Previous generations were accustomed to considering hearing loss a problem primarily of the elderly, but both the perception and the reality are changing. A number of cultural factors are contributing to hearing loss becoming much more common and at younger ages. What is driving this trend and what can you do about it? Read on for some answers to why hearing loss is not just an “old people” problem.
Why is Hearing Loss Increasingly Common?
One in three adults over age 65 experience hearing loss, so the perception that it is a problem specific to older people is well-founded. But as many a Gen-X-er who spent their 20s standing next to the speakers at rock concerts knows, hearing loss can also be caused by our environments and choices. And just as garage bands were already doing damage to our hearing, along came earbuds, which, unlike our foam-covered Walkman headphones, delivered sound directly into our ear canals, putting many more people at risk.
Noise-Induced Hearing Loss is caused by exposure to sustained sound of over 85 decibels, or brief exposure to even louder sound. Excessive noise causes the sensitive hairs in the cochlea to bend and become less effective at transmitting signals to the brain. While tech companies are now designing safer headphones and devices with improved sound control, it still requires some attention to keep your ears safe. Many of us now spend a good part of our day listening to news, books, music and podcasts on our earbuds and headphones, and so developing good listening habits is critical to preventing hearing loss over time.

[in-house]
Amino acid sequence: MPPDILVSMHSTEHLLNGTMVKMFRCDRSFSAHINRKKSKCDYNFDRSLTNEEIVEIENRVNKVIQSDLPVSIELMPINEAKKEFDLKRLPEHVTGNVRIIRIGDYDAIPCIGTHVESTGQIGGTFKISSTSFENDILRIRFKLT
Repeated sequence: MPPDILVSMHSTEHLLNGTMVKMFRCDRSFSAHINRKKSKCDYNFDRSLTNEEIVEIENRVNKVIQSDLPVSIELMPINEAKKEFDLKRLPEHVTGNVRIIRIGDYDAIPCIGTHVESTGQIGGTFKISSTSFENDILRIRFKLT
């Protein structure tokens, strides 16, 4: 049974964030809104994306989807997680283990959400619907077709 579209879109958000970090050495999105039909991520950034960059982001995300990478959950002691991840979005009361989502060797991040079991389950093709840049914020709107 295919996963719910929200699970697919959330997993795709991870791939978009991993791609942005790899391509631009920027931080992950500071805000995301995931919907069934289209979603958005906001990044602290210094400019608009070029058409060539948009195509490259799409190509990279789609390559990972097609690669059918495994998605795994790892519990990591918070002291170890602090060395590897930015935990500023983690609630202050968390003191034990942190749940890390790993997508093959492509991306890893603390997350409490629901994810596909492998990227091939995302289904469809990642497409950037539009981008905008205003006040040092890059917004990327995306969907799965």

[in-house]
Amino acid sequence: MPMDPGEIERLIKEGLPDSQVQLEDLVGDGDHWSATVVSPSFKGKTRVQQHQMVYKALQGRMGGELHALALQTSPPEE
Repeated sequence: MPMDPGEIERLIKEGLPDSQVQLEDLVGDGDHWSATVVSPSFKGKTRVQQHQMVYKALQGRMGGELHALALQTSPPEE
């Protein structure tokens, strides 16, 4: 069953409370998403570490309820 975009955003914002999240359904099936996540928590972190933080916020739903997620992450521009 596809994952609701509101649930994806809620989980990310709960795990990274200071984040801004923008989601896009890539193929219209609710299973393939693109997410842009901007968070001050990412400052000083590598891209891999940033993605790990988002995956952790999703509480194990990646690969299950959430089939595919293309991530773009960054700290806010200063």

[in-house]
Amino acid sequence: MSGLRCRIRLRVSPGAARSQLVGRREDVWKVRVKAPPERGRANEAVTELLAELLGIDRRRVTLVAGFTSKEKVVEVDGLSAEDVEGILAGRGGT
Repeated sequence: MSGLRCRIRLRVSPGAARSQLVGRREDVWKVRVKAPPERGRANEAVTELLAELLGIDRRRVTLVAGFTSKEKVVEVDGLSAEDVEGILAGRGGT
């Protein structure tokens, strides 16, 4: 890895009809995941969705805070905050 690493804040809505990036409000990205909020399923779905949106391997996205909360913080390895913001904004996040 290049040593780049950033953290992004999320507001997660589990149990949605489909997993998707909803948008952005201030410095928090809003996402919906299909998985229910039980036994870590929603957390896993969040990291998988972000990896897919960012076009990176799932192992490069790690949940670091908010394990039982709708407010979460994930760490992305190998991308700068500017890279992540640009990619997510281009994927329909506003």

What Can You Do to Protect Your Hearing?
Unfortunately, once hearing damage is done, it can’t be reversed. However, there’s a lot you can do prevent further damage, mostly by establishing and maintaining healthy listening habits:
Pump Down the Volume—If you’ve gotten used to listening to recorded content at top volume, it is time to turn it down a few notches. While earpods and AirPods Pro can be great hearing-assistive tools for those who already have hearing loss, for the rest of us they can deliver dangerous levels of sound directly to our delicate cochleae.
Use Noise Canceling Headphones—On screeching subways, loud streets and in busy offices we instinctively turn up the volume on our devices in order to hear over the noise. This dangerous habit can be avoided by using noise-canceling headphones, which cut out ambient sound and allow you to listen at lower volumes.
Take Listening Breaks—Listening fatigue is a thing, both for your ears and for your brain. Taking off your headphones at regular intervals gives your ears a break from the sustained noise that can cause lasting damage.
The takeaway is that yes, age-based hearing loss is a fact of life, but there’s a lot we can do to prevent and mitigate it, even when we are young. Developing good listening habits at a young age goes a long way to protect your hearing in the future.